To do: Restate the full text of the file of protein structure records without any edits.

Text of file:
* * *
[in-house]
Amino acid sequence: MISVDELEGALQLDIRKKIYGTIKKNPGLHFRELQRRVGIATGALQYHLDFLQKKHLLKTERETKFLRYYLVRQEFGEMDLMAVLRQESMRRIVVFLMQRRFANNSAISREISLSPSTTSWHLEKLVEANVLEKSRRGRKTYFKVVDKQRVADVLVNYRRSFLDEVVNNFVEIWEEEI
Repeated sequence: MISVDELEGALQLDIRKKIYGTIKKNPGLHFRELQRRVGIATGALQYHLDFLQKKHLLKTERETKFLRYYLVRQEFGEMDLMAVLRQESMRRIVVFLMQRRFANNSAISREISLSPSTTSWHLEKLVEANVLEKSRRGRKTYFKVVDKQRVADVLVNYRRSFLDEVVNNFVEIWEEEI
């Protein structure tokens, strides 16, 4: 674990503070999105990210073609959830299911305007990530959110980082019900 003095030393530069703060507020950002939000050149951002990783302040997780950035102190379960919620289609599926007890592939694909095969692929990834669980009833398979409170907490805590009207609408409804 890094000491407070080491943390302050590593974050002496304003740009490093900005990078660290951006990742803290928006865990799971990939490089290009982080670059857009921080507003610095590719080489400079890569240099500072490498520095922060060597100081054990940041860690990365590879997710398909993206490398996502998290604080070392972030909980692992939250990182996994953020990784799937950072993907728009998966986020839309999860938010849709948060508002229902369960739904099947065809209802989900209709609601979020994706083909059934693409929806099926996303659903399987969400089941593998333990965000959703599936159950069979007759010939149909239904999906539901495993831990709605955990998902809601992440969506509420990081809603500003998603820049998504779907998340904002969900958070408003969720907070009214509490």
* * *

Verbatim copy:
[in-house]
Amino acid sequence: MISVDELEGALQLDIRKKIYGTIKKNPGLHFRELQRRVGIATGALQYHLDFLQKKHLLKTERETKFLRYYLVRQEFGEMDLMAVLRQESMRRIVVFLMQRRFANNSAISREISLSPSTTSWHLEKLVEANVLEKSRRGRKTYFKVVDKQRVADVLVNYRRSFLDEVVNNFVEIWEEEI
Repeated sequence: MISVDELEGALQLDIRKKIYGTIKKNPGLHFRELQRRVGIATGALQYHLDFLQKKHLLKTERETKFLRYYLVRQEFGEMDLMAVLRQESMRRIVVFLMQRRFANNSAISREISLSPSTTSWHLEKLVEANVLEKSRRGRKTYFKVVDKQRVADVLVNYRRSFLDEVVNNFVEIWEEEI
């Protein structure tokens, strides 16, 4: 674990503070999105990210073609959830299911305007990530959110980082019900 003095030393530069703060507020950002939000050149951002990783302040997780950035102190379960919620289609599926007890592939694909095969692929990834669980009833398979409170907490805590009207609408409804 890094000491407070080491943390302050590593974050002496304003740009490093900005990078660290951006990742803290928006865990799971990939490089290009982080670059857009921080507003610095590719080489400079890569240099500072490498520095922060060597100081054990940041860690990365590879997710398909993206490398996502998290604080070392972030909980692992939250990182996994953020990784799937950072993907728009998966986020839309999860938010849709948060508002229902369960739904099947065809209802989900209709609601979020994706083909059934693409929806099926996303659903399987969400089941593998333990965000959703599936159950069979007759010939149909239904999906539901495993831990709605955990998902809601992440969506509420990081809603500003998603820049998504779907998340904002969900958070408003969720907070009214509490």